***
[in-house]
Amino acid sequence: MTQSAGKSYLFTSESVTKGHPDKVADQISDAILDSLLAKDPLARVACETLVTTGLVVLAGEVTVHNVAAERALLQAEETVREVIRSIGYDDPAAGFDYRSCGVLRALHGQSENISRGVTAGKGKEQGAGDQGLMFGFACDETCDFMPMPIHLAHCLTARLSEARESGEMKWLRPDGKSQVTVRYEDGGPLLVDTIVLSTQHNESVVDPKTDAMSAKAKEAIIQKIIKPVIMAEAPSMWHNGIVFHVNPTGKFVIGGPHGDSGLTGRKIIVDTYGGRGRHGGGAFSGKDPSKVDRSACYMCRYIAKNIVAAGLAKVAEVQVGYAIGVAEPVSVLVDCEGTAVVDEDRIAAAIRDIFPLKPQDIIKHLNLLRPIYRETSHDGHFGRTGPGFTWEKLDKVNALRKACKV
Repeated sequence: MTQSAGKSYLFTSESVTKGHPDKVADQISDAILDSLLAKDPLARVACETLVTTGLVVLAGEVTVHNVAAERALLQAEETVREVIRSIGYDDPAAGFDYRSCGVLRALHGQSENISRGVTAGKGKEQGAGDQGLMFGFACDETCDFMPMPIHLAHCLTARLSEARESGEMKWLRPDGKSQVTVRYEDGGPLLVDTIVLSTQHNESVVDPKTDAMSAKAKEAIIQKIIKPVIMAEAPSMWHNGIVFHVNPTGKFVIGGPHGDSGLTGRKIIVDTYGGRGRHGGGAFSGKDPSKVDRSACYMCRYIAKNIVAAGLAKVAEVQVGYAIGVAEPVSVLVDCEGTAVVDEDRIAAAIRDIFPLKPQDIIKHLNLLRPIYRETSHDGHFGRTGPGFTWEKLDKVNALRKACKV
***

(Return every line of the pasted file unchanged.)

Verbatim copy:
[in-house]
Amino acid sequence: MTQSAGKSYLFTSESVTKGHPDKVADQISDAILDSLLAKDPLARVACETLVTTGLVVLAGEVTVHNVAAERALLQAEETVREVIRSIGYDDPAAGFDYRSCGVLRALHGQSENISRGVTAGKGKEQGAGDQGLMFGFACDETCDFMPMPIHLAHCLTARLSEARESGEMKWLRPDGKSQVTVRYEDGGPLLVDTIVLSTQHNESVVDPKTDAMSAKAKEAIIQKIIKPVIMAEAPSMWHNGIVFHVNPTGKFVIGGPHGDSGLTGRKIIVDTYGGRGRHGGGAFSGKDPSKVDRSACYMCRYIAKNIVAAGLAKVAEVQVGYAIGVAEPVSVLVDCEGTAVVDEDRIAAAIRDIFPLKPQDIIKHLNLLRPIYRETSHDGHFGRTGPGFTWEKLDKVNALRKACKV
Repeated sequence: MTQSAGKSYLFTSESVTKGHPDKVADQISDAILDSLLAKDPLARVACETLVTTGLVVLAGEVTVHNVAAERALLQAEETVREVIRSIGYDDPAAGFDYRSCGVLRALHGQSENISRGVTAGKGKEQGAGDQGLMFGFACDETCDFMPMPIHLAHCLTARLSEARESGEMKWLRPDGKSQVTVRYEDGGPLLVDTIVLSTQHNESVVDPKTDAMSAKAKEAIIQKIIKPVIMAEAPSMWHNGIVFHVNPTGKFVIGGPHGDSGLTGRKIIVDTYGGRGRHGGGAFSGKDPSKVDRSACYMCRYIAKNIVAAGLAKVAEVQVGYAIGVAEPVSVLVDCEGTAVVDEDRIAAAIRDIFPLKPQDIIKHLNLLRPIYRETSHDGHFGRTGPGFTWEKLDKVNALRKACKV